Apple Braised Pork with Whole Wheat Spätzle

  • prep time20 min
  • total time 140 min
  • serves 4
Michael Smith
Michael Smith Chef at Home

Braising is the ultimate comfort food. This method takes a cheap, tough cut of pork and turns it into a magical stew. You wont believe how simple the spätzle noodles are to make, they’re the perfect way to soak up the juices from the pork.

96 Ratings
Directions for: Apple Braised Pork with Whole Wheat Spätzle



2 lb(s) pork shoulder roast, cut in half

A splash of vegetable oil

Two or three sliced onions

Six or eight slices of diced bacon

4 apples, cored and cut into large chunks

2 cup or so of applesauce

A few cups of chicken broth

A couple of chopped carrots

Half a bottle of white wine

A few heaping spoonfuls of grain mustard

Two or three bay leaves

A pinch of salt

A few turns of the peppermill


4 eggs

1 cup of milk

3 cup of whole-wheat flour

1 tsp of baking powder

1 tsp of salt

Pepper to taste

Pinch of ground nutmeg

3 Tbsp of butter



1. Place a large Dutch oven or stew pot over medium-high heat with enough oil to coat the bottom. Carefully add the pork roast to the hot oil and brown well on all sides. Be patient! This is the only opportunity you’ll have to add the rich flavours of browned meat to the dish before the liquids are added and lower the temperature. When the roast is evenly browned set it aside for a few minutes. Drain off the fat then add the bacon and onions. Cook, stirring frequently until the bacon and onions are nicely browned, about fifteen minutes.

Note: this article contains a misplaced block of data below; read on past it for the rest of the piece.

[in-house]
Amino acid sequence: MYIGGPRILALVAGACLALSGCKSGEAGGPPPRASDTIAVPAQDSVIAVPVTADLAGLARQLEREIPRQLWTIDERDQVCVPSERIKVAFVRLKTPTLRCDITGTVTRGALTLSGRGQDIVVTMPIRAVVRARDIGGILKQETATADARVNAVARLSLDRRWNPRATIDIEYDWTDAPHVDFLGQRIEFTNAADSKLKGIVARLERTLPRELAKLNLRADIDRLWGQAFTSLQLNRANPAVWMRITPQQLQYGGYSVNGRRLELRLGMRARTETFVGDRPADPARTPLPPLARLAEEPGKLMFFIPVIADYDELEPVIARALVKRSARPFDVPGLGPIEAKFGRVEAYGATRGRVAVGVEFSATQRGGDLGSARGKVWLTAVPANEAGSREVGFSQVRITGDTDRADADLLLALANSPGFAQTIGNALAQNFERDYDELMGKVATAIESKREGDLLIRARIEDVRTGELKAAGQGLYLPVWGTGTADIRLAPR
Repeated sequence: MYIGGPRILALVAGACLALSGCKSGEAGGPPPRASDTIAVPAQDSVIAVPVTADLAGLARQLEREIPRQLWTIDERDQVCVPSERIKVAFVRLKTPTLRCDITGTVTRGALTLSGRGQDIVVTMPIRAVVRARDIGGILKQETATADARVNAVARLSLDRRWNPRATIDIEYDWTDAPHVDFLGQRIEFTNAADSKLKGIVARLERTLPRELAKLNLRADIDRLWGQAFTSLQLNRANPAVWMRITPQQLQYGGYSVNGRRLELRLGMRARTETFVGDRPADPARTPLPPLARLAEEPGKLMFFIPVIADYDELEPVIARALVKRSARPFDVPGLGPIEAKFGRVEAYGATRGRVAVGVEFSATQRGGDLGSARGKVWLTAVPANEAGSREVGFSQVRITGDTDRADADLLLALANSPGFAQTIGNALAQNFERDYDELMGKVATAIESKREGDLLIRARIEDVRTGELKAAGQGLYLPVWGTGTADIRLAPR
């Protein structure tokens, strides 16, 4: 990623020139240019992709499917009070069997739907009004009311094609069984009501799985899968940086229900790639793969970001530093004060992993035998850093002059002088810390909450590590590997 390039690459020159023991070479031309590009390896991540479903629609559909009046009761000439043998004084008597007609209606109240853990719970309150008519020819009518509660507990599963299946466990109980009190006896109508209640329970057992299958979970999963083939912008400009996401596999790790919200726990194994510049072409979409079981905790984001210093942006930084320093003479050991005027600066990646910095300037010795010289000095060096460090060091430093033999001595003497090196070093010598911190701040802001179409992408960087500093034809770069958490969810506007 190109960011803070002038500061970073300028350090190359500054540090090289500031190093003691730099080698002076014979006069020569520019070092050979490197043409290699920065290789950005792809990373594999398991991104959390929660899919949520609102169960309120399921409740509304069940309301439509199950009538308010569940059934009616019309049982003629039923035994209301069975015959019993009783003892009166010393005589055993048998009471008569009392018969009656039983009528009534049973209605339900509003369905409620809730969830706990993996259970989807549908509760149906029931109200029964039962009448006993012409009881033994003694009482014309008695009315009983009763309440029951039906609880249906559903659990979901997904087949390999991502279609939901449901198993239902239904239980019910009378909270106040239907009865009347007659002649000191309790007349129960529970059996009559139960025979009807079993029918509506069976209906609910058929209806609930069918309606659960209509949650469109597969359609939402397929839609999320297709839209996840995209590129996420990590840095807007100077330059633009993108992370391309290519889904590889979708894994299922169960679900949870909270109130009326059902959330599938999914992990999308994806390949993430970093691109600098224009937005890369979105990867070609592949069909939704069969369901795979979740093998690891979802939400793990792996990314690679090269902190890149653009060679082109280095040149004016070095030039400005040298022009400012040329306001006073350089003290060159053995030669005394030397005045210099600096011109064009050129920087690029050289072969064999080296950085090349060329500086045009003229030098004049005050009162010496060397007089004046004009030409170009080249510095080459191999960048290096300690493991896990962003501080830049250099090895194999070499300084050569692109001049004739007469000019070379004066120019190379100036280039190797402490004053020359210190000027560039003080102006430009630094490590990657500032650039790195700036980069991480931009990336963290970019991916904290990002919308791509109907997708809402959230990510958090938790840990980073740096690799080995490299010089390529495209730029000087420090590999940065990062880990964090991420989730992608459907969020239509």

2. Return the pork roast to the pot. Add the apples, applesauce, chicken broth, carrots, wine, mustard and bay leaves. Season well with salt and pepper. Bring the works to a simmer, place a tight fitting lid on the pot and reduce the heat to low. Simmer slowly until the meat is very tender, about two hours.


1. Bring a large pot of salted water to a rapid boil.

2. In a large bowl, whisk together the eggs and milk. Add the flour, baking powder, salt, pepper and nutmeg and stir vigorously until the mixture forms a smooth elastic batter.

3. Using a rubber spatula carefully push the batter through the holes of a colander or the large holes of a box grater into the boiling water. The spätzle will cook quickly; you’ll know when it’s done as the noodles will float! Scoop out with a slotted spoon and set aside. Continue in this manner until all of the batter has been cooked.

4. Heat the butter in a large non-stick frying pan until it begins to foam. Add the spätzle in small batches, frying until golden brown.

See more: Dinner, Eggs/Dairy, Pork, Fruit, North American, Main, Rice/Grain, Vegetables, Braise

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